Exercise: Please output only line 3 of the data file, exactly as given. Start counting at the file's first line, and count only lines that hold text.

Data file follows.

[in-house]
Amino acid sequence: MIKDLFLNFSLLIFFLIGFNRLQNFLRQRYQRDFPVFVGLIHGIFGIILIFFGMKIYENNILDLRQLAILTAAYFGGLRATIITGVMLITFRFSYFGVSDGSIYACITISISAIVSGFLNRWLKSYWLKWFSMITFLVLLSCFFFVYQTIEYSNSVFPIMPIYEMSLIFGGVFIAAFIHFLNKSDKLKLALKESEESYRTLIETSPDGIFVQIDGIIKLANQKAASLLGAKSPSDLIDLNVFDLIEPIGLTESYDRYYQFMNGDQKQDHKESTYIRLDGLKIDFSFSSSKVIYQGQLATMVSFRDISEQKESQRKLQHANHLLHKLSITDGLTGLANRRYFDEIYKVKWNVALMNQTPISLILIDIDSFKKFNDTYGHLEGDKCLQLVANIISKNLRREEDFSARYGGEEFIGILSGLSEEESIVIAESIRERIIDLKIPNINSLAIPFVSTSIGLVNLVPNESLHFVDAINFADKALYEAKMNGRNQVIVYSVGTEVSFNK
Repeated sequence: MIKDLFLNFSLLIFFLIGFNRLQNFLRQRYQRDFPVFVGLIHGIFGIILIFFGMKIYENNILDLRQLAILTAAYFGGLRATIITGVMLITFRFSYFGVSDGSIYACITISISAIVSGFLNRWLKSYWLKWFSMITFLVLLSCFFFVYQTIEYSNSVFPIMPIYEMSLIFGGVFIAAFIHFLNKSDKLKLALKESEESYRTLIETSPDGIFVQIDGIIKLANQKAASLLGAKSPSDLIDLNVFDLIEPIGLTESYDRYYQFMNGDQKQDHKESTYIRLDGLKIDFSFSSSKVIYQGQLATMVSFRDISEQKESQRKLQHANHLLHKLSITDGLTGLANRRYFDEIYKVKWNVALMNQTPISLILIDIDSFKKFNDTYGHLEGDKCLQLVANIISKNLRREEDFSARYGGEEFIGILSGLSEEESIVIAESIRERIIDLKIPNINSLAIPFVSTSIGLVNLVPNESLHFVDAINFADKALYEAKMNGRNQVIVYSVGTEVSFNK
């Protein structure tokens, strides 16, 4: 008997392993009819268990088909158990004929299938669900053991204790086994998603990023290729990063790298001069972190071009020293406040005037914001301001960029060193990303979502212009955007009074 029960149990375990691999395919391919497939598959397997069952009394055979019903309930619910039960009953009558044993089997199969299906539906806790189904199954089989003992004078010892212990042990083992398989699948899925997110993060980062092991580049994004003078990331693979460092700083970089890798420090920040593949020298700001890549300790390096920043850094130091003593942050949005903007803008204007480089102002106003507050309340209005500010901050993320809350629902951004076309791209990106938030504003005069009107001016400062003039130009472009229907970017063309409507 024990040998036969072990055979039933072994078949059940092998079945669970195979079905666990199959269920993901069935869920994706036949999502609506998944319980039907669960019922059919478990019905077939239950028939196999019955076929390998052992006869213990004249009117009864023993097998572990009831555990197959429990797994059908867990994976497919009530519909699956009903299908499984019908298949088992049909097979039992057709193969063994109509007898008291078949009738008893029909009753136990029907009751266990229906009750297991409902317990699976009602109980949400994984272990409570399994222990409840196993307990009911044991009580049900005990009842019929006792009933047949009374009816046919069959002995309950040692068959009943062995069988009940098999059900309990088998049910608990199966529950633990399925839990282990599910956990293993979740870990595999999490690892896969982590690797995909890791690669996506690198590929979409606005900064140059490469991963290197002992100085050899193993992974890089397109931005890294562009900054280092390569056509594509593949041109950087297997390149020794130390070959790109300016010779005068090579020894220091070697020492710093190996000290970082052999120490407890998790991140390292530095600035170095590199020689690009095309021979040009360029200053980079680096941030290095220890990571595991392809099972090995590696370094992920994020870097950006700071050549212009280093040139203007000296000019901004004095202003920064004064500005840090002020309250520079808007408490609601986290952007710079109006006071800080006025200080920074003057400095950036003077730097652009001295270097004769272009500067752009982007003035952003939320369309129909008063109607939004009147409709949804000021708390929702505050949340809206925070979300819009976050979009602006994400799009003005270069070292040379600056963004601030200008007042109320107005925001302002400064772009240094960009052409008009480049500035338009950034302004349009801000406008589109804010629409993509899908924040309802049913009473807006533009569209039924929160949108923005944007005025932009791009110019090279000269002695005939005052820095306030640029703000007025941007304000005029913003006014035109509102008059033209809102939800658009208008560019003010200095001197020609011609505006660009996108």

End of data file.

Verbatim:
Repeated sequence: MIKDLFLNFSLLIFFLIGFNRLQNFLRQRYQRDFPVFVGLIHGIFGIILIFFGMKIYENNILDLRQLAILTAAYFGGLRATIITGVMLITFRFSYFGVSDGSIYACITISISAIVSGFLNRWLKSYWLKWFSMITFLVLLSCFFFVYQTIEYSNSVFPIMPIYEMSLIFGGVFIAAFIHFLNKSDKLKLALKESEESYRTLIETSPDGIFVQIDGIIKLANQKAASLLGAKSPSDLIDLNVFDLIEPIGLTESYDRYYQFMNGDQKQDHKESTYIRLDGLKIDFSFSSSKVIYQGQLATMVSFRDISEQKESQRKLQHANHLLHKLSITDGLTGLANRRYFDEIYKVKWNVALMNQTPISLILIDIDSFKKFNDTYGHLEGDKCLQLVANIISKNLRREEDFSARYGGEEFIGILSGLSEEESIVIAESIRERIIDLKIPNINSLAIPFVSTSIGLVNLVPNESLHFVDAINFADKALYEAKMNGRNQVIVYSVGTEVSFNK